Researchers often look to global studies for indicators. The annually released, UN sponsored, World Happiness Report is often cited, drawing much attention to the Nordic countries which have dominated the number one spot since its first release in 2012. Finland has been named the happiest country on earth for the last four years running.
While explaining the high ranking, researchers point to progressive social institutions and statistics that may cooperate with happiness such as its exceptional public healthcare and education systems, remarkably low crime rate, and labor rights.
However, Wayne State Sociology Professor and Finland native Jukka Savolainen argues that there might be something else behind the high rankings. The report is based on the results of a Gallup poll which asks its audience to imagine a ladder where their best possible life is a 10 and the worst is zero. They are then asked to rate their lives by that scale.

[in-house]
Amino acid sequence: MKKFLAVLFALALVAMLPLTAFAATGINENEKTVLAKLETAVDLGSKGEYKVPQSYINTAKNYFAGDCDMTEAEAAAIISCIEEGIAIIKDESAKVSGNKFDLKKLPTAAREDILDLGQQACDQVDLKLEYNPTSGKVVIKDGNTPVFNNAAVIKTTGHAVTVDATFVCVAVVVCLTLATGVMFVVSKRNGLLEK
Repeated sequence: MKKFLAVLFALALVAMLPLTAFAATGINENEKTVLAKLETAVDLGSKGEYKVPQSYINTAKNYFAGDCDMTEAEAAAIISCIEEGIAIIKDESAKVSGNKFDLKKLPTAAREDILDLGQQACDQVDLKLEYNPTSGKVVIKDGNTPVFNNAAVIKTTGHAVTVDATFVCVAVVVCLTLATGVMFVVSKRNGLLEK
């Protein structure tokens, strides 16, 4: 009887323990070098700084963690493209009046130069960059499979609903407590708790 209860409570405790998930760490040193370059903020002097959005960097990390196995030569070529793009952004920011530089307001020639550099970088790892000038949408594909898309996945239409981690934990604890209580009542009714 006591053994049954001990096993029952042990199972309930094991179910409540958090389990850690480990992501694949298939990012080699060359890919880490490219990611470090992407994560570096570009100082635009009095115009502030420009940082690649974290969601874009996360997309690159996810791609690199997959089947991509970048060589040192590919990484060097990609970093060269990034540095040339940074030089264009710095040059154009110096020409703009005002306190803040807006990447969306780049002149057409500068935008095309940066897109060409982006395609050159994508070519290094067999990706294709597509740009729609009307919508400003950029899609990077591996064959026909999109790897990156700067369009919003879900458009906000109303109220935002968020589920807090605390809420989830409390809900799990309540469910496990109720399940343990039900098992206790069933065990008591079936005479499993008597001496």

Savolainen proposes that the idea of determining happiness by the metric of expectation presents an unnoticed cultural bias. In an article published in Slate Magazine he writes, “In these societies, the imaginary 10-step ladder is not so tall, the first rung is pretty high up, and the distance between the steps is relatively short.” This is because the culture institutes a belief that it doesn’t get better than what they already have, that they have met their expectations for a good life even if it doesn’t elicit an emotional joy. This might explain why Finland has such a high suicide rate with numbers comparable to the U.S.
Cultural differences in the way we perceive happiness can throw a wrench in any attempt to find variables that promote it as can individual differences. Bogg says that part of the solution to finding an unambiguous understanding is to “move away from using the term ‘happiness’ and shift to ‘well-being’ in order to better represent the range of emotions, perceptions, and meanings that might contribute to some ideal level of experience and functioning.”